I swear I’m not body conscious. At least, not of my own body. Mrs. Nitmos knows that I’m an ass man. She’s taking kick boxing right now, in addition to twice weekly runs, for which I applaud enthusiastically. I’d be most happy though if television was filled with Reebok EasyTone shoe ads. I don’t even need the ridiculous laugh-track laden “shows” in between. Just give me gratuitous Reebok ads all day long. There, I said it. I don’t care what you think of me. Go ahead and call me an Ass, man.
Though I’m not overly body conscious, I’m always tuned to my weight especially when it comes closer to race day. There’s no doubt that carrying a few extra pounds is a heavy burden to bear (rim shot, please?) for 26.2 miles. I have a race day weight I like to hit….or, at least, be very near. How did I select this weight? Did I study BMI scales or aerobic capacity vs. weight charts? No, I just picked it out of thin air. Or, rather, it picked me.
As I progress through a training plan, my sour ball and rum consumption becomes inversely proportional to my long run distances. As I arrive at marathon taper time, I’ve usually shed about 5-6 pounds of weight since the beginning of the plan. How do I know this is the best weight for me? In short, I don’t. In long, I’m a believer in the free form running cliché about “listening to your body.” Ugh, I can’t believe I typed that. I’ve been running long enough – and read enough blogs – that I’ve learned to HATE that phrase. But there it is. I eat better. I run more. I feel “fit”. The pounds come off and stabilize right around the same number for every race. So, that’s my race weight. I didn’t pre-determine it. It just happened. I didn’t drive myself to a number on the scale.
I don’t believe in dieting. Let me clarify: I believe in a proper nutritional diet but not “dieting”. No Atkins. No South Beach. No Weight Watchers. No Binge-Purge. Those are a bunch of short-term schemes designed for the lazy and/or a strong gag reflexers. Whenever someone tells me they are on Diet X, I may be smiling and nodding on the outside but, internally, I’m thinking that’s nice but why don’t you just get off the couch and start being active and eat healthy?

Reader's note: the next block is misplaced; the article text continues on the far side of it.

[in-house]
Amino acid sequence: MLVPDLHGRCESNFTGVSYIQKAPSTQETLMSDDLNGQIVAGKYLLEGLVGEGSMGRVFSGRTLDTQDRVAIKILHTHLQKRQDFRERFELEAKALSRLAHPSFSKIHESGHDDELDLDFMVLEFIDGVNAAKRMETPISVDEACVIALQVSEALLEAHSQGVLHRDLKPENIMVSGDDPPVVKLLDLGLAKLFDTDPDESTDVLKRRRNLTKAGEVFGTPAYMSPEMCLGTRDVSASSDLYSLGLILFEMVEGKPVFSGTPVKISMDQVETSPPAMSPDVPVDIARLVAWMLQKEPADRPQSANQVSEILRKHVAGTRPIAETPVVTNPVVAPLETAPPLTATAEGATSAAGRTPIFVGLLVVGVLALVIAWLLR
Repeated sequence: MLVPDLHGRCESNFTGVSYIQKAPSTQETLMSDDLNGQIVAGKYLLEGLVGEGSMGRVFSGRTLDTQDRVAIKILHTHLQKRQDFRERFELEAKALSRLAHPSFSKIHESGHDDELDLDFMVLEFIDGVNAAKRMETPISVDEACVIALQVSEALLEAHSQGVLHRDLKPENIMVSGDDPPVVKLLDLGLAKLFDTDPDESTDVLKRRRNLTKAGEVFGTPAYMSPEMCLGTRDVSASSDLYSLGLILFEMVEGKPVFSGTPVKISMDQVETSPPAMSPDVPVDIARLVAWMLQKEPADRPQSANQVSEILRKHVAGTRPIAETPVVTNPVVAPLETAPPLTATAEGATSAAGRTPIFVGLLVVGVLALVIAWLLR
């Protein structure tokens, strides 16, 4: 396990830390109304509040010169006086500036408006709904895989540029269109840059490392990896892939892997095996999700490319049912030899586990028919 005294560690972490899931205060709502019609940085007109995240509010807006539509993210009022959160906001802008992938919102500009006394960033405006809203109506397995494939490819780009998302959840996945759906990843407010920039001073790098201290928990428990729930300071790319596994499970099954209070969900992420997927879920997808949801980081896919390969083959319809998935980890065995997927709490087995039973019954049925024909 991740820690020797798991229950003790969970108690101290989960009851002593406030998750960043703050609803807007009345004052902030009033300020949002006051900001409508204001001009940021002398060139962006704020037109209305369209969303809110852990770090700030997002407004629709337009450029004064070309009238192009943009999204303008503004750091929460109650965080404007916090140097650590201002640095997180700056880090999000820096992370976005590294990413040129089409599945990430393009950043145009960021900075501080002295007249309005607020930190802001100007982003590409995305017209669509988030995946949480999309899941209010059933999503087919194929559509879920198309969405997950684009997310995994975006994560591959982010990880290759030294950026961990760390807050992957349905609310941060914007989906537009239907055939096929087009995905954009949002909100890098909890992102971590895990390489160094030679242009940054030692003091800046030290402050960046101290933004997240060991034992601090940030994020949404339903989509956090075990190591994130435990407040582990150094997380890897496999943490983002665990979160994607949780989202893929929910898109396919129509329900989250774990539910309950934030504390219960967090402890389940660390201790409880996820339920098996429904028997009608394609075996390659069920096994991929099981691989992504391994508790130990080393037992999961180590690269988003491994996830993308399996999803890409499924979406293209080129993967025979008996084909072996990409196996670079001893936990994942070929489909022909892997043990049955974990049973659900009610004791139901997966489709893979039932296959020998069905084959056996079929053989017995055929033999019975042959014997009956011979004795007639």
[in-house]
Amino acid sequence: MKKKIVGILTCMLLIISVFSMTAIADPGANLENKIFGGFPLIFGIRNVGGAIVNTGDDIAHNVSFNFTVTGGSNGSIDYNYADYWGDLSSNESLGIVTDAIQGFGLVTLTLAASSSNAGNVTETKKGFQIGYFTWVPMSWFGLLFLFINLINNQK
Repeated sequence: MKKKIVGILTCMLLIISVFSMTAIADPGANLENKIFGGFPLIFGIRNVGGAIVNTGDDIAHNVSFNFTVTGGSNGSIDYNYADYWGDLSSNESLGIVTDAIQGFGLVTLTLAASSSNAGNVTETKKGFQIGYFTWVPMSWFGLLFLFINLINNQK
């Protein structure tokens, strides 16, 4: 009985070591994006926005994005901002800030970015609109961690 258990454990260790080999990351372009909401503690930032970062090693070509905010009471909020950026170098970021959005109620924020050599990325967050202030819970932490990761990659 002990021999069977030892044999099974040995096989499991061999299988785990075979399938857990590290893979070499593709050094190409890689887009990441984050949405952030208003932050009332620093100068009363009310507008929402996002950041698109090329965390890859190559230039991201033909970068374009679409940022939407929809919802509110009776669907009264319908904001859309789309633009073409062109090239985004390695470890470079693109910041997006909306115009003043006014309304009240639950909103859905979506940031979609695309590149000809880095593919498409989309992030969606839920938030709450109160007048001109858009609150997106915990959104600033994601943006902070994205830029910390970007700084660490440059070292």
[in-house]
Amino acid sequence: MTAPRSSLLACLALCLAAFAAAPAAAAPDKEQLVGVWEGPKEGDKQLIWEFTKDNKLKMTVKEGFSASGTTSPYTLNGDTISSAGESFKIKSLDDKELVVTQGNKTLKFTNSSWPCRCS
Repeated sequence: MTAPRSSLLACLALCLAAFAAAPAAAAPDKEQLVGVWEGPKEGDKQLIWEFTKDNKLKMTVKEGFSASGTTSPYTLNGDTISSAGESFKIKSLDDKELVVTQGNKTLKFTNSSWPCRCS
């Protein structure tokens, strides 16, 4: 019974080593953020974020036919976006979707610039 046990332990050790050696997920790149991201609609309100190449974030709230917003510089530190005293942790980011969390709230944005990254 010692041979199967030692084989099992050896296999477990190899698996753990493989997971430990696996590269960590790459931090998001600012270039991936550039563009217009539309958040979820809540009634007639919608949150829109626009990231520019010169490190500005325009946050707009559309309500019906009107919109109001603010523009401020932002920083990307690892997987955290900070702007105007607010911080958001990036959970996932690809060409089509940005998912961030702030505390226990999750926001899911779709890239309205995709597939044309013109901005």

To be fair, I think a lot of the diet plans do recommend physical exercise along with the diet. But you know as well as I that in this quick fix, pop-a-pill American culture, the diet might be followed but not the exercise. For example, if folks ask me what training plan I follow, I usually say that I follow a version of the FIRST program. That is, I run three days a week…with almost no cross training. Is that FIRST? No. Is that a “version” of the FIRST? I doubt the FIRSTy people would think so.
There are handy dandy charts and graphs out there to demonstrate how the loss of a few pounds impacts race performance, all other things being equal. Since it’s a “study” and on a “chart”, it must be fact so I won’t quibble. I just know that, as a race approaches and my belt has to be taken in a notch, I feel fitter and faster.
In fact, I usually start coming down with a case of the Faux Fatty syndrome. Every meal plumps out the belly. I can see it, cradle it, tickle it, and dig lint from it. There’s a cute little round belly. It’s there. If you poke it, I would giggle then call the cops because you shouldn’t be touching me there. You’re not a high school guidance counselor. I must have put on a few with that post long run binge of chips and cake. Then, I step on the scale and whaddya know same weight. I didn’t get fatter. Just full. Nothing a good book and thirty minutes on the toilet won’t cure. It’s amazing that, when you drop a few pounds, anything in your belly makes you feel like a bloated pig.
I like to think that my marathon race weight comes the natural way. Mileage goes up; weight goes down. I stand before the mirror and see a gaunt, emaciated refugee and think yep, must be time to race!
Do you have a goal race weight? How do you approach racing and body weight? Or are you just annoyed that, after the opening paragraph, I didn’t talk more about asses?